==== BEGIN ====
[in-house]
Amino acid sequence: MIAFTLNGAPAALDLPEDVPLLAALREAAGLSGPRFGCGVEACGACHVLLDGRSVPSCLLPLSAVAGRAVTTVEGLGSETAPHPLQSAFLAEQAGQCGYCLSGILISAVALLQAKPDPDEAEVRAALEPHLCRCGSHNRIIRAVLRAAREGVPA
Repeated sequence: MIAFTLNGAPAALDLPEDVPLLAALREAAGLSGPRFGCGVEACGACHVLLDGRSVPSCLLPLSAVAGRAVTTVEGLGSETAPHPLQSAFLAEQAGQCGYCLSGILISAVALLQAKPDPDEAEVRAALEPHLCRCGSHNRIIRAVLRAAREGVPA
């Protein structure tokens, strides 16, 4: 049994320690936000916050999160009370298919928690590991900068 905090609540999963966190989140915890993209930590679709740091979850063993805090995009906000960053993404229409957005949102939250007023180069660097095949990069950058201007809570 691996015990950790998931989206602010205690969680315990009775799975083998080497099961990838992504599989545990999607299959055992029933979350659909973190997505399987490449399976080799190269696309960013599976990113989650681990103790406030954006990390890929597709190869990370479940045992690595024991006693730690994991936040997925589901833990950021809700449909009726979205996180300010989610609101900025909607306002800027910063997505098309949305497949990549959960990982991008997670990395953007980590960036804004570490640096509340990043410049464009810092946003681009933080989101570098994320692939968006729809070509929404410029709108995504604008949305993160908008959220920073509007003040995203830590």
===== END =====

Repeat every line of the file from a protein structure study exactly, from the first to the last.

[in-house]
Amino acid sequence: MIAFTLNGAPAALDLPEDVPLLAALREAAGLSGPRFGCGVEACGACHVLLDGRSVPSCLLPLSAVAGRAVTTVEGLGSETAPHPLQSAFLAEQAGQCGYCLSGILISAVALLQAKPDPDEAEVRAALEPHLCRCGSHNRIIRAVLRAAREGVPA
Repeated sequence: MIAFTLNGAPAALDLPEDVPLLAALREAAGLSGPRFGCGVEACGACHVLLDGRSVPSCLLPLSAVAGRAVTTVEGLGSETAPHPLQSAFLAEQAGQCGYCLSGILISAVALLQAKPDPDEAEVRAALEPHLCRCGSHNRIIRAVLRAAREGVPA
């Protein structure tokens, strides 16, 4: 049994320690936000916050999160009370298919928690590991900068 905090609540999963966190989140915890993209930590679709740091979850063993805090995009906000960053993404229409957005949102939250007023180069660097095949990069950058201007809570 691996015990950790998931989206602010205690969680315990009775799975083998080497099961990838992504599989545990999607299959055992029933979350659909973190997505399987490449399976080799190269696309960013599976990113989650681990103790406030954006990390890929597709190869990370479940045992690595024991006693730690994991936040997925589901833990950021809700449909009726979205996180300010989610609101900025909607306002800027910063997505098309949305497949990549959960990982991008997670990395953007980590960036804004570490640096509340990043410049464009810092946003681009933080989101570098994320692939968006729809070509929404410029709108995504604008949305993160908008959220920073509007003040995203830590």